The king is dead, long live the king p.19

By: Mark Fitzgerald Tribune crowns new wire to replace City News

Four months after the Chicago Tribune and Chicago Sun-Times announced they were folding the 108-year-old City News Bureau of Chicago, the Tribune is creating its own version of the storied wire service.
The service will be owned by the Chicago Tribune and will operate on a nonprofit, break-even basis, says Joe Leonard, the Tribune associate editor who is president of the City News Bureau. The Tribune's new service will begin operations March 1, the day City News Bureau goes out of business.
"This will be run as just another division within our newsroom," Leonard says.
Like City News, the new service will provide 24-hour police coverage, reports from the courts and local government offices, and will provide the "day book" of upcoming events. In addition to the Tribune's print and electronic operations, the new service has signed on five television and three radio broadcasters.
The Tribune service does not yet have a name, but the 900-Pound Gorilla Bureau might be appropriate: When the paper decided to go ahead with its own operation, it immediately knocked out two competing business who were trying to market a replacement to the city's broadcasters and newspapers.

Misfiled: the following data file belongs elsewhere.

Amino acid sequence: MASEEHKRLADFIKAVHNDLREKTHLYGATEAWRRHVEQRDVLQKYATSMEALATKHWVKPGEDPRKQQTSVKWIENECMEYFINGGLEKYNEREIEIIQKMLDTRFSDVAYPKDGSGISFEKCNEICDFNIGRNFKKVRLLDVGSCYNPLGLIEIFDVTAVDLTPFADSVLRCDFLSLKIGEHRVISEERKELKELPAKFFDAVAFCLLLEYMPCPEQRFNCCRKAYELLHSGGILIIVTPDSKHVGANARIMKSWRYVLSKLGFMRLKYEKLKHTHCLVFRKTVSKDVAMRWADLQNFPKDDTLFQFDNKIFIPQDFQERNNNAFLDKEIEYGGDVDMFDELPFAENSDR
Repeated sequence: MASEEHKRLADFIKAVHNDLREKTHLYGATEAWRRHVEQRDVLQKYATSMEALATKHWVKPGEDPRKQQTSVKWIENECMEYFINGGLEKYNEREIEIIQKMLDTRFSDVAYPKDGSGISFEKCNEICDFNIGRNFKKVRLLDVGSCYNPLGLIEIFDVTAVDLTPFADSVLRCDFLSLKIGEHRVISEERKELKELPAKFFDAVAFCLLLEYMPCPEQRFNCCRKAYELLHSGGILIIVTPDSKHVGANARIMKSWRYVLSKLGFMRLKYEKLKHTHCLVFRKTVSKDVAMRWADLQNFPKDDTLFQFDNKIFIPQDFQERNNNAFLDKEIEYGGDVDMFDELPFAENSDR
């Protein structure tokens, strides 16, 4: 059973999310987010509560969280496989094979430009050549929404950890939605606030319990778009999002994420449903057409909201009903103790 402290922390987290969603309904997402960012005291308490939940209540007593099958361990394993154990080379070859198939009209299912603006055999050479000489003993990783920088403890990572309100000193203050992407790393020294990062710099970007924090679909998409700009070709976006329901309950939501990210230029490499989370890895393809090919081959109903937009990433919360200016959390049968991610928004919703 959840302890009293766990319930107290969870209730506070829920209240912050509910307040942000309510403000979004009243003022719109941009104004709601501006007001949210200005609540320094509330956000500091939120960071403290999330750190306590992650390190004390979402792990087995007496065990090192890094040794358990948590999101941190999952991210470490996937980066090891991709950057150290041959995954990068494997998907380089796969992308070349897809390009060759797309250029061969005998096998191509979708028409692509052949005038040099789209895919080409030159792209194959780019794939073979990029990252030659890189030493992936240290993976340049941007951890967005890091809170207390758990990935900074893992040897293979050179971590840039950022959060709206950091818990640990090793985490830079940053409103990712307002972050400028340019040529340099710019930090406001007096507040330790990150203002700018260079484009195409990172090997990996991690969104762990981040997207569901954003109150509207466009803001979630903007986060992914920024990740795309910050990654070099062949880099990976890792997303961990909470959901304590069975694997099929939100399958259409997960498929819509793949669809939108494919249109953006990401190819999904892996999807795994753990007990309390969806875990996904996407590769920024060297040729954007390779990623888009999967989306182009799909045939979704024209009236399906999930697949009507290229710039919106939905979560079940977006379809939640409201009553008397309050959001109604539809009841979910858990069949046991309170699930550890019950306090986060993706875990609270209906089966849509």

"Once the Tribune decided to do their own operation, it obviously made it much more difficult to make the business proposal work," says Doug Faigin, president of City News Service Inc., which runs a similar wire service in Los Angeles and San Diego. "We certainly never intended to go into a competitive situation with the Tribune," Faigin adds. At the time of the Tribune announcement, he says, City News Service had both signed and oral agreements with broadcasters, he says.
Philip J. Whitfield, who runs the Chicago-based Media Visions consulting business, had proposed a similar plan to broadcasters. "We were disappointed," he says. "We had a good plan, and we had some good people. We thought we were in a strong position, but we're not in a strong position, of course, without any customers."
Indeed, the Tribune itself will be the single biggest customer for its new service. In addition to the newspaper, it operates the broadcast and cable superstation WGN-Channel 9; the 24-hour local news cable channel CLTV; and WGN-AM, the 50,000-watt radio station.
The new service also signed up both of Chicago's all-news radio stations, WBBM-AM and WMAQ-AM, plus all four of the major network owned-and-operated TV stations.
?(Editor & Publisher Web Site: http://www.mediainfo. com) [Caption]
?(copyright: Editor & Publisher February 20, 1999) [Caption]


No comments on this item Please log in to comment by clicking here